She uses various measurement methods to understand and assess the state of learning. Lecturers at PRIME regularly discuss their experiences with the researchers, students are asked to self-report through surveys and then there is the data that are available in the learning management system. Wong: ‘Is ten hours of watching something a meaningful engagement? Are students who watch for ten hours more successful than those watching for five hours? How about students who first watch the videos, then do some quizzes, and then go back to the videos? In the past, you could only rely on the grades for such research, but now you can get a clear view of the learning process.’

This is the field of learning analytics that was one of the focus areas of her PhD and for which she still maintains close ties with the people at LDE-CEL. ‘Next to improving our programme, we can use this information to provide feedback to students, to help them become more aware, and hence be able to better reflect on their own learning process. It is not yet part of PRIME, but it certainly has a lot of potential.’ 

Pockets of collaboration

   We tap into the educational expertise at Leiden-Delft-Erasmus to help design educational research.'

Implementing evidence-based changes requires a lot of collaboration. ‘Within PRIME, we have lecturers, we have the research team, and we have the coordinator team that sets up the Brightspace learning management system and other digital materials such as interactive apps. Together, we structure our course design so that it supports learners in optimising their own learning.’

Engineering lecturers are involved in creating course-specific context videos as students will be more engaged if the examples in these videos are tailored to their specific engineering programme. PRIME also shares ideas with educational researchers of the other Dutch technical universities. And, of course, there is easy access within Leiden-Delft-Erasmus.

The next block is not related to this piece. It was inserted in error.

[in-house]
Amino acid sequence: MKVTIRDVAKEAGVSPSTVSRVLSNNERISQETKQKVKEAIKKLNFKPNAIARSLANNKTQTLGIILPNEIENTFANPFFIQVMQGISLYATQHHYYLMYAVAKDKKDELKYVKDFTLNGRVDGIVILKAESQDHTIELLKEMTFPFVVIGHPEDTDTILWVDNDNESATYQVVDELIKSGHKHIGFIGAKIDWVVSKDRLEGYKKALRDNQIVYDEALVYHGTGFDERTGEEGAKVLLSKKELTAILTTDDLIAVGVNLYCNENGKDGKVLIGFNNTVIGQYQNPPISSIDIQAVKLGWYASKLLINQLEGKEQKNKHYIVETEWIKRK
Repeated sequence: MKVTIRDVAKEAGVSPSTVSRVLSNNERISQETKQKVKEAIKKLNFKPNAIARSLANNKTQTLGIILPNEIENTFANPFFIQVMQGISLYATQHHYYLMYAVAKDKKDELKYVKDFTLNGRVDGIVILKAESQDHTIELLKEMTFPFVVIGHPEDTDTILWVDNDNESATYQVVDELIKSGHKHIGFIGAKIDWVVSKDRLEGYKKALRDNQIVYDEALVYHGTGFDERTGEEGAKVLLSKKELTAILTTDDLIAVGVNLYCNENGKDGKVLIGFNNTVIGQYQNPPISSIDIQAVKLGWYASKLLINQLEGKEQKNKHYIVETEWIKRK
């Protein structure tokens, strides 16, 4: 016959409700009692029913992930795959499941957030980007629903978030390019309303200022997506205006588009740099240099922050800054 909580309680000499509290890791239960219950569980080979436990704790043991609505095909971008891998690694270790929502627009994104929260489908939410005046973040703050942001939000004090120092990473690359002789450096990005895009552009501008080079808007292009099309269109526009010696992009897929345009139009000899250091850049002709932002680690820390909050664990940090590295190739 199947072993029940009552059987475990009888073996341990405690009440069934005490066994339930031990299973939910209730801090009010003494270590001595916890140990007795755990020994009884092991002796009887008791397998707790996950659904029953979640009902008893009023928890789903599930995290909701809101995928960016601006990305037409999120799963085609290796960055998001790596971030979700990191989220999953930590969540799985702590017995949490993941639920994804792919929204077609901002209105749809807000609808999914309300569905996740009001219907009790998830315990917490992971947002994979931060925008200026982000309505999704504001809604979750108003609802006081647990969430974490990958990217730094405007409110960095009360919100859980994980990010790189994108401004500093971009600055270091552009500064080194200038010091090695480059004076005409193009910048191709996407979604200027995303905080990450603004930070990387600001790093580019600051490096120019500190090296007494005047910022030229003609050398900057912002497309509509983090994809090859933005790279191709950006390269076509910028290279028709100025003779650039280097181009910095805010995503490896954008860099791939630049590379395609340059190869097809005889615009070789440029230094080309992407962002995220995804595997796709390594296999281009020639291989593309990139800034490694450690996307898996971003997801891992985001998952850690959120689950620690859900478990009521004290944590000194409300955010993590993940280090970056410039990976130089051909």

‘We have pockets of collaboration,’ Wong says. ‘For instance, we tap into the educational expertise at LDE-CEL to help design educational research studies on evaluating innovative approaches, such as augmented reality, to increase student engagement.  And one of our researchers works together with an assistant professor of Erasmus in studying the emotions that students in academia experience, and how these affect learning.’

No end in sight, and that’s a good thing

‘I really like being at PRIME as it not only about research but also practice,’ Wong says. ‘We constantly gather feedback from students on their learning experiences. I talk to people who design the programme and stay in touch with the latest technology and evidence-based approaches. My research truly helps me to become a better teacher myself.’ She also realises there will always be more she can do to better support learners, or different groups of learners to consider.

   My vision is to have different teams working closely together: computer scientists, data-analysts, statisticians, educational researchers, cognitive psychologists.'

Technology is continually improving as well, so there is a lot still to try, test, and (perhaps) make more effective. ‘That is what LDE is working on and in which LDE-CEL plays a central role. My vision is to have different teams working closely together: computer scientists, data-analysts, statisticians, educational researchers, cognitive psychologists. Everybody brings a different perspective to this common place where we can think of how to make education a more exciting place than it was before.’

Tekst: Merel Engelsman